OBJECTIVES: Little research has been done into the distance travelled by consumers to purchase alcohol, whether this is influenced by demographic characteristics or drinking levels of consumers, and the effect of price on purchase distance. This study aimed to explore distances drinkers were prepared to travel to purchase alcohol at on- and off-site outlets and how these decisions were affected by price discounting.
STUDY DESIGN: Online survey.
METHODS: The study, including 831 alcohol consumers aged 18 years and older living in Australian capital cities, was undertaken in 2012. The survey was used to gather data on the distances which participants anticipated that they usually travelled to purchase alcohol. The data provided insight into which factors influence where participants would choose to purchase alcohol and the possible effects of price discounts on purchase distance.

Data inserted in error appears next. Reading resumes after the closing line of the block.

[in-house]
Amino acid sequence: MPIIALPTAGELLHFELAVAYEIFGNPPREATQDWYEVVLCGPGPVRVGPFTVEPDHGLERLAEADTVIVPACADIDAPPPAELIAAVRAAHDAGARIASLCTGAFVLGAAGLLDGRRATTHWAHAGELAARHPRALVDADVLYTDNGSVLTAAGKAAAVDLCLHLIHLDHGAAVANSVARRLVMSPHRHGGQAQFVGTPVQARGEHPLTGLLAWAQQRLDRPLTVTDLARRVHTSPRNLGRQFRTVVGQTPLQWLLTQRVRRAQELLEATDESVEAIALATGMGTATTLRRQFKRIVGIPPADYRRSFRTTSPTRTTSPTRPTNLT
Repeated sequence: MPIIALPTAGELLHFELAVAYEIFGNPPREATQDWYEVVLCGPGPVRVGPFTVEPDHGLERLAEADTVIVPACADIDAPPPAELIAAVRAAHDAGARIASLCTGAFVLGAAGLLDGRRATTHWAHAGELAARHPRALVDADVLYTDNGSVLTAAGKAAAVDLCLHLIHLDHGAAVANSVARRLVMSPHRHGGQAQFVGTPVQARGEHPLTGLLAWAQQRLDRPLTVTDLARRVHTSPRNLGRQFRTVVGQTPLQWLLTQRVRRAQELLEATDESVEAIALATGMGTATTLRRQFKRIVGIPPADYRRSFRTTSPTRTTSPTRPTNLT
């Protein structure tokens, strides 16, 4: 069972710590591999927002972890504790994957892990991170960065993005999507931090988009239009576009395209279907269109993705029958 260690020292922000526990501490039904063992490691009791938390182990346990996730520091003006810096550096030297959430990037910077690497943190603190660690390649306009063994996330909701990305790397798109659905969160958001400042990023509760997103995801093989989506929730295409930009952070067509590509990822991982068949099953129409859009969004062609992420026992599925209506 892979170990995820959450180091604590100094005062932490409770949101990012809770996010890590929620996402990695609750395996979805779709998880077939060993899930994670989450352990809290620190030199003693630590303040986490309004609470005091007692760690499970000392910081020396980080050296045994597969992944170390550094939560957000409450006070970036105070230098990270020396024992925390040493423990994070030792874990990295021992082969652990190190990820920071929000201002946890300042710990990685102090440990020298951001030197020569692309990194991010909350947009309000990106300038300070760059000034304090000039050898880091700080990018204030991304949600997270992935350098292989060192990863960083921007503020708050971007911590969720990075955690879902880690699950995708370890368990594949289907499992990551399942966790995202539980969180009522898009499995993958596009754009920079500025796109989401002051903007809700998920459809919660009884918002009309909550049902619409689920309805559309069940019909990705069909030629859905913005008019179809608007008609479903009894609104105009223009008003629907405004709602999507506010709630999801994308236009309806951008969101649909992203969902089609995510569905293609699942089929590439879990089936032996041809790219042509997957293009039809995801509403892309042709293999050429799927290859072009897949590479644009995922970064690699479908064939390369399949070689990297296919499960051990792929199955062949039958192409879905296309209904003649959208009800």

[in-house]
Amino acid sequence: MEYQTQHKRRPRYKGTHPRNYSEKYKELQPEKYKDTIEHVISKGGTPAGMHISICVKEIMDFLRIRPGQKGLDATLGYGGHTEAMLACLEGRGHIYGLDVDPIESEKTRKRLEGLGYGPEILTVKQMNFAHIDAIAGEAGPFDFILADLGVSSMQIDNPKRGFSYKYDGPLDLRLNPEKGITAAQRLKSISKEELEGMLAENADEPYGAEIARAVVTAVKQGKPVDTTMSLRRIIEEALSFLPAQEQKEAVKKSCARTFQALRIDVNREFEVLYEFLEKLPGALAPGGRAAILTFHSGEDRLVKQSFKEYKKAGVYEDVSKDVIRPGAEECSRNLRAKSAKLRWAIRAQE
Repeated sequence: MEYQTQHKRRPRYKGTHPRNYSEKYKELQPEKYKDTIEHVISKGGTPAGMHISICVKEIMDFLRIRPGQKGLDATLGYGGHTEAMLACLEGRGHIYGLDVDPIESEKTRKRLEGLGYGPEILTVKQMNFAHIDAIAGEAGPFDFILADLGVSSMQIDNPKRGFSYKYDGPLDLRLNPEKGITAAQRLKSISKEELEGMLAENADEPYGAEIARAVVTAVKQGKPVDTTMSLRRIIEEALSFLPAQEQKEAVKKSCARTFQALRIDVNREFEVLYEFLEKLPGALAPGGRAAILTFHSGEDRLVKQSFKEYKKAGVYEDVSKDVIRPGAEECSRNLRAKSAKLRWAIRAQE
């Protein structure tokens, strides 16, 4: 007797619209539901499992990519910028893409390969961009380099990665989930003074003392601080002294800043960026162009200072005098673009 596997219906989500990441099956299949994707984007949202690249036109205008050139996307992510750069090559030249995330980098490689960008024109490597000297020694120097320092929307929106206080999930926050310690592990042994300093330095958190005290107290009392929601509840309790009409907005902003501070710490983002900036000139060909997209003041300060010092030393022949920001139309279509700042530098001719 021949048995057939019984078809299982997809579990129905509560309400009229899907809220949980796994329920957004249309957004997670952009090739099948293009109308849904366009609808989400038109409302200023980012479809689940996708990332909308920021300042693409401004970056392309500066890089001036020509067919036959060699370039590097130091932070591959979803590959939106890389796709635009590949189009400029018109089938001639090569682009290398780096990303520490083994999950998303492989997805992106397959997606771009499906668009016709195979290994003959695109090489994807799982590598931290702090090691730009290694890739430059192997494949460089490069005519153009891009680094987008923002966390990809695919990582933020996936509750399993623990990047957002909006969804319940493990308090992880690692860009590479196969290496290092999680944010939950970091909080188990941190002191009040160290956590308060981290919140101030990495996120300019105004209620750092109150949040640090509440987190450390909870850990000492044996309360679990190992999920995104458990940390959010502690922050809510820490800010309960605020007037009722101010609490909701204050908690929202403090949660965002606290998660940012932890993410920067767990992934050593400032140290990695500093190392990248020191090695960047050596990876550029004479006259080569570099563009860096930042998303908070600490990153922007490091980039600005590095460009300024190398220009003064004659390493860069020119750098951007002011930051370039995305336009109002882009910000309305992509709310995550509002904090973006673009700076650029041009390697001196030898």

RESULTS: Most participants would choose to travel less than 10 km to purchase alcohol. Data indicated that price discounting might increase the purchase distance that most participants would be prepared to travel to purchase alcohol; this was more marked regarding off-site outlets and among high-risk drinking groups including young males and participants with risky drinking levels.
CONCLUSIONS: Price discounting affects hypothetical purchase distance choices, indicating the importance of price when implementing alcohol control policies. Purchase distance might be more affected by price discounting among consumers visiting off-site outlets, but less useful when exploring associations with on-site outlets.